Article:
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Compliant Operation and Healthy Drivers

Co-author of Transport Operator Licensing, Mike Oliver, discusses driver health as a cornerstone of compliance

Operating safe, roadworthy commercial vehicles, whether goods or passenger, must be of paramount concern. Ensuring such safe operation means, amongst other concerns, having in place documented procedures for defect checks, safety inspections and test preparation. Traffic commissioners, who are responsible for regulating the licensing of large vehicles, place safety at the very top of their agenda. The importance of effective risk management and safety procedures along with compliance with operator licence obligations and undertakings cannot be underestimated when it comes to preventing accidents and keeping drivers and other road users safe.

When applying for an operator licence, the form sets out a list of undertakings the applicant must sign up to. These undertakings must be adhered to if the licence is granted. They relate to laws concerning, amongst others, driving, speed, loading, operation and maintenance of vehicles as well as with drivers’ hours’ requirements. Clear document trails verifying all the procedures needed to comply with these undertakings, and to monitor that compliance, are vital. Enforcement investigations frequently focus on such documents and any shortcomings once a concern is raised.

But if safety is key to compliant vehicle operation and adherence to licence undertakings, equal attention should be given to the safety and health of those driving the vehicles. Even a vehicle in perfect condition becomes a potentially lethal weapon if the driver is unwell and unable, even momentarily, to properly control it. Recent events have underlined the importance of paying no less attention to the health and fitness of drivers, including eyesight, than to the condition of the vehicles they control.

Traffic commissioners have frequently expressed concern about driver health. What steps should be taken? Procedures implemented must be practical and effective. Declarations should be signed confirming fitness to drive. The scope of authority signed permitting DVLA checks should be widened to cover fitness to drive. Health declarations should confirm that no medical conditions or treatments (or medication prescribed) which might impair ability to drive have been diagnosed or are being undertaken.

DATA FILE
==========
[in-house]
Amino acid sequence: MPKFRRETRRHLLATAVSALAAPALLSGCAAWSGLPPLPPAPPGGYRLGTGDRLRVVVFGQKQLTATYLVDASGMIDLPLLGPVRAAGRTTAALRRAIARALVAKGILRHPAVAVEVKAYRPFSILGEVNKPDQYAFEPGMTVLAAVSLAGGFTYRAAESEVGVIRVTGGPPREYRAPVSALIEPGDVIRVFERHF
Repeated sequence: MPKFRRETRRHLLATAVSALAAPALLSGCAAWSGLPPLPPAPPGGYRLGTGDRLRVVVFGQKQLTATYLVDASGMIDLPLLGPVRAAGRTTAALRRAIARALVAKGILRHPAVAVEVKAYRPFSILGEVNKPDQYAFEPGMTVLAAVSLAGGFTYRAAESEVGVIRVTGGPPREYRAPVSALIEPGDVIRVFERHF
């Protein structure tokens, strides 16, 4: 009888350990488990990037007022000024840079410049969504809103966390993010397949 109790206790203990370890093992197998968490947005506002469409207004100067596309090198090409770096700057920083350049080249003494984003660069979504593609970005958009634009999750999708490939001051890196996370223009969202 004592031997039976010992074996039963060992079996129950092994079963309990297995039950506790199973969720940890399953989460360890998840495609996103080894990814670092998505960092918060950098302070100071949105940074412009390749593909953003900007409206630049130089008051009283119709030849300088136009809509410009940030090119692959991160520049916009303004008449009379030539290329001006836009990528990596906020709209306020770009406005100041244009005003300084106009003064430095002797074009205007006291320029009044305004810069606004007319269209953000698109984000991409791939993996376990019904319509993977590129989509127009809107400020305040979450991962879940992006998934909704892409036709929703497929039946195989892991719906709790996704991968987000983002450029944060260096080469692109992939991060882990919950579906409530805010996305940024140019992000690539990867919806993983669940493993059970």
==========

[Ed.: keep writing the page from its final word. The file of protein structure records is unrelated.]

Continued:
Some argue that compliance with drivers’ hours rules and checks on licence validity are enough. If conditions are not known or declared to the DVLA, such checks may, however, be far from enough. The consequences of failing to act in licensing and insurance terms could be catastrophic. There are also wider implications in terms of not just civil, but also potentially criminal, obligations were a driver to be allowed behind the wheel whilst unfit and proper checks may have revealed this.

Operators who adhere to operator licensing requirements, along with having effective induction and driver training/checking procedures in place, are in a better position to identify and deal with these risks. Sound guidance upon the procedures required and to be followed, along with necessary policies, procedures and regulations, is an essential starting point. This is also an on-going reference point for the prudent operator and transport manager.

About the authors: Astra Emir is a barrister who has represented many haulage and coach companies and operators in courts, tribunals and public inquiries. She has written several legal textbooks and articles, and is an academic, examiner and scrutineer for various bodies, including the transport manager CPC courses for the OCR exam board.

Mike Oliver is a legal executive and owner of Trans-Law, a specialist transport legal consultancy. He is a Chartered Member of the Institute of Logistics and Transport and a member of the FTA Greater London Freight Council, the CPT Schools Transport Committee, and the CPT Claims and Insurance Group.

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